Video: Alds. Carlos Ramirez-Rosa and Jason Ervin join “Chicago Tonight” to discuss the city ward remapping. (Produced by Leslie Hurtado)
The fight to shape politics for the next decade in Chicago by drawing new boundaries for the city’s 50 wards shifted into high gear Thursday, as the chairman of the Black Caucus acknowledged the group was prepared to go to court to maintain 18 wards with a majority of Black voters.
Ald. Jason Ervin (28th Ward) called the proposed map crafted by the City Council’s Latino Caucus “on its face is illegal” during an interview Thursday for “Chicago Tonight.”
That map would reduce the number wards with a majority of Black voters by two to 16 wards, while increasing the number of wards where a majority of voters are Latino from 13 wards to 15 wards.
While the Black Caucus has yet to publicly release its proposal for ward boundaries, Ervin said a plan sent to the City Council’s Rules Committee would maintain 18 wards where a majority of voters are Black.
“We could have even drawn a 19th ward if we chose to,” Ervin said. “But we want to be fair with everyone.”
Chicago’s Latino population rose 5% from 2010 to 2020, while Chicago’s Black population dropped 10%, according to the 2020 census. At the same time, Chicago’s Asian American population rose 31%.
The people of Chicago are 31.4% white, 29.9% Latino, 28.7% Black and 6.9% Asian, according to the 2020 U.S. census. In 2019, a majority of the 50 alderpeople elected to the Chicago City Council were Black or Latino.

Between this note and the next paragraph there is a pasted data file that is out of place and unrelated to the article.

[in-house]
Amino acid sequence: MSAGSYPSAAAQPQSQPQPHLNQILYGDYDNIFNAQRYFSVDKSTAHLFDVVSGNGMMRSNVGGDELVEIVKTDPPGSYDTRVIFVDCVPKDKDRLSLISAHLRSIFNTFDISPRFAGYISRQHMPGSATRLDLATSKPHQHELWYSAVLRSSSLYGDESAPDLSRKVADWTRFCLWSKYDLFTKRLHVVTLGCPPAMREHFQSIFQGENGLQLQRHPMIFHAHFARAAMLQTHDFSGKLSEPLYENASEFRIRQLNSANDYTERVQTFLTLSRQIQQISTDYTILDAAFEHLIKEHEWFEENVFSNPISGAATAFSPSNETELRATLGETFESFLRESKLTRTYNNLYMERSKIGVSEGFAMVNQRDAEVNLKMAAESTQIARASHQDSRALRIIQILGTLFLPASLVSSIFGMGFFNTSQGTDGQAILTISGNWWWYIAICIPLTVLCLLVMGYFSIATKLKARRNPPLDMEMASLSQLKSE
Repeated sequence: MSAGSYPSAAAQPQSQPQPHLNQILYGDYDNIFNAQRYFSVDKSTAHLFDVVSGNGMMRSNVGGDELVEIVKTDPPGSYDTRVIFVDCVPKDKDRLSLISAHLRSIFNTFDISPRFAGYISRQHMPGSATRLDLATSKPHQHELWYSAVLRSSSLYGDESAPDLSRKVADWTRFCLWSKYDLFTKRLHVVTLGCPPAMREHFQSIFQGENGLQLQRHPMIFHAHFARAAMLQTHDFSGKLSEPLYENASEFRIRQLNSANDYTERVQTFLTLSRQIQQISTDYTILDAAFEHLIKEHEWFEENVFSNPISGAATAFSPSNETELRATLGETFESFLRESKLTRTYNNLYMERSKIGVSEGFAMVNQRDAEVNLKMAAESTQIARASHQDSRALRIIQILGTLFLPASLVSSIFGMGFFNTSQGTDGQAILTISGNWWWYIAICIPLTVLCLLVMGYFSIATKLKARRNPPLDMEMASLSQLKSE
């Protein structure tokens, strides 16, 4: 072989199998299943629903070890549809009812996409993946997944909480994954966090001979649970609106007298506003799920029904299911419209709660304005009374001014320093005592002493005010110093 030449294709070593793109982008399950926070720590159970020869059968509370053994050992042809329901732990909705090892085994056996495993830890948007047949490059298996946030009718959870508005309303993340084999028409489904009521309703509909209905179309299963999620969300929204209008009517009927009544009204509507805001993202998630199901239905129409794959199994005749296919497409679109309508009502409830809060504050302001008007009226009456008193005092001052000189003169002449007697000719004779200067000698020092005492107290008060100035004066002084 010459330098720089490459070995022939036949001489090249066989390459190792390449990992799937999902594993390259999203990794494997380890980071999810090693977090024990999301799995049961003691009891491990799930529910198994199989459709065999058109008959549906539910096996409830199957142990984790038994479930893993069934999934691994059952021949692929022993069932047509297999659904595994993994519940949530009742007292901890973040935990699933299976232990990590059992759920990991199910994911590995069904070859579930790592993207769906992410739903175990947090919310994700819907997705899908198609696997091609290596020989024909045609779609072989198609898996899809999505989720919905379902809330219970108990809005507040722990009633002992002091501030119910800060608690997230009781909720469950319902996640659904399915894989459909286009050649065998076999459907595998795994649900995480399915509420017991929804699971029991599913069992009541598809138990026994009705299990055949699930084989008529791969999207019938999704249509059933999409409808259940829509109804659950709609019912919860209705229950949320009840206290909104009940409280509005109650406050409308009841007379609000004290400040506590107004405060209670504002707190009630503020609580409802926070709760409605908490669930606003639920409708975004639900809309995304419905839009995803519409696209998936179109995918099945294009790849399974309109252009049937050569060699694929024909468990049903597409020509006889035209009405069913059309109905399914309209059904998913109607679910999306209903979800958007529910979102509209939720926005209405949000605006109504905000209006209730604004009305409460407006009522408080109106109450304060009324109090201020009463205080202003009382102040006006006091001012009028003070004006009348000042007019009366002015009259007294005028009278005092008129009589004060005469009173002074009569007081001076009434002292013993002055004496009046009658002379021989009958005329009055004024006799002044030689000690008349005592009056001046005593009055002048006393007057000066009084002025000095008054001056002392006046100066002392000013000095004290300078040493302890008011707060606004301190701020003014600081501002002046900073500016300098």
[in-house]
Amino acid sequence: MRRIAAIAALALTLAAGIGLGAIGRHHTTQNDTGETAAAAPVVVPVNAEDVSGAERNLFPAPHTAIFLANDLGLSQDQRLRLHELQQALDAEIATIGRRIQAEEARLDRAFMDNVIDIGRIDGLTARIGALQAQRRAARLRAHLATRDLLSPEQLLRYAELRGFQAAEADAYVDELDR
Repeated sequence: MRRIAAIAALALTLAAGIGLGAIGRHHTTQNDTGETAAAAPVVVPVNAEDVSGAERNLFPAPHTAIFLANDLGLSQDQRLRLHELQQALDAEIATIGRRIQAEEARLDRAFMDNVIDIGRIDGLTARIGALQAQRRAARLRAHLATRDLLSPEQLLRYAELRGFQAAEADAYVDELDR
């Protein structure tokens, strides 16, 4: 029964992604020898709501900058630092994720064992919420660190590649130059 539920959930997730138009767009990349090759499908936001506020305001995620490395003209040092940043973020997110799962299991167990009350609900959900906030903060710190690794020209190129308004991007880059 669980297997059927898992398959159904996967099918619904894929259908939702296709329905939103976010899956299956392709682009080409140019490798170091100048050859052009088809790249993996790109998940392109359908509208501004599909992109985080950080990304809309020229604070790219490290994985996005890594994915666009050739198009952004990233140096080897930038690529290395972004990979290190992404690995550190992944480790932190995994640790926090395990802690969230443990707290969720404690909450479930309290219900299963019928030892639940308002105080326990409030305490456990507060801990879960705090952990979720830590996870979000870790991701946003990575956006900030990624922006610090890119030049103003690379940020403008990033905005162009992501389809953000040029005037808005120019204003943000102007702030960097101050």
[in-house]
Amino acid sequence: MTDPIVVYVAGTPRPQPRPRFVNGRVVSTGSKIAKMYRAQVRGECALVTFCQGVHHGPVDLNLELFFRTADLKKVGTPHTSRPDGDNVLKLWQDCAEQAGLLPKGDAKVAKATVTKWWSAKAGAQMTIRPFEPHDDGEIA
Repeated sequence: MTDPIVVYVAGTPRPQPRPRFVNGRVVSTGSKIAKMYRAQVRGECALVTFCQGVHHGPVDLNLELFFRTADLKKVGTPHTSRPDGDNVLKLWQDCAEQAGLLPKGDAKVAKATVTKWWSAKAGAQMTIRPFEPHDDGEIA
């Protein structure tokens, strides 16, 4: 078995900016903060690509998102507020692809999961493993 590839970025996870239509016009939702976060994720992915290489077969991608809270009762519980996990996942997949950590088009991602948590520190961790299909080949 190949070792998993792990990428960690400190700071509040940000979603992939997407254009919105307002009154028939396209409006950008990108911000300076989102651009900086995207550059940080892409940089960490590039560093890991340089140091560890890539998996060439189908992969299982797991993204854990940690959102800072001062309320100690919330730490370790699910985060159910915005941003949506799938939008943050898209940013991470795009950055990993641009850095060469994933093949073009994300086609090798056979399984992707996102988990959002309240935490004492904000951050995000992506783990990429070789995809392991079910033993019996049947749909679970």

Ald. Carlos Ramirez Rosa (35th Ward), a member of the Latino Caucus, said it is “an imperative” that the new ward map allow Chicago’s Latinos to exercise political power that reflects their growing population.
“You can’t make a map that has 18 majority Black wards that comes at the expense of parity for the Latino community and disenfranchises the Latino community,” Ramirez-Rosa said.
The Latino Caucus map disenfranchises the Black community, Ervin said.
“The law is very clear — you cannot violate one community to go after another,” Ervin said. “That’s clearly what this map does.”
The map from the Latino Caucus would create one ward that includes all of Chinatown, fulfilling a longtime demand of Asian American activists in Chicago. However, the map from the Latino Caucus shows that redrawn 11th Ward would have just 49% of voters who are Asian American.
Ramirez-Rosa acknowledged that the proposal has been criticized by Asian American groups, and said the Latino Caucus was considering those concerns.
Ervin said the Black Caucus’ yet-to-be-revealed map includes a ward with a majority of Asian American voters.
The Latino Caucus’ map violates the Voting Rights Act, which ensures that Black, Latino and Asian Americans can exercise political power in keeping with their population, Ervin said.
State law requires Chicago wards to be “nearly equal as practicable” while being as “contiguous” and “compact” as possible while complying with
Since Chicago’s population in 2020 was 2,746,388 residents, each ward should have 54,928 residents, according to data presented to the Chicago City Council.
If 10 alderpeople agree on an alternative map — either the one drawn by the caucus or another group— it would force a referendum that would put the competing maps up to a vote, officials said. The deadline to trigger a special election on ward maps is Dec. 1.
“If it goes to referendum, it goes to referendum,” Ervin said.
The Black Caucus is also prepared to challenge a map in court if it does not protect the political power of Black Chicagoans, Ervin said.
Always fraught, this year’s remapping effort is particularly tense not only because the Black Caucus is determined to hang on to 18 wards, but also because of the Latino Caucus’ continuing anger over the remap after the 2010 census, which Ramirez-Rosa said many caucus members believed was unfair to Latino Chicagoans. They are not willing to let that happen again, he added.
“The Latino Caucus is clear — we’re following the data, we’re following the law,” Ramirez Rosa said. “We’re looking to get 15 wards to make sure that our community is represented.”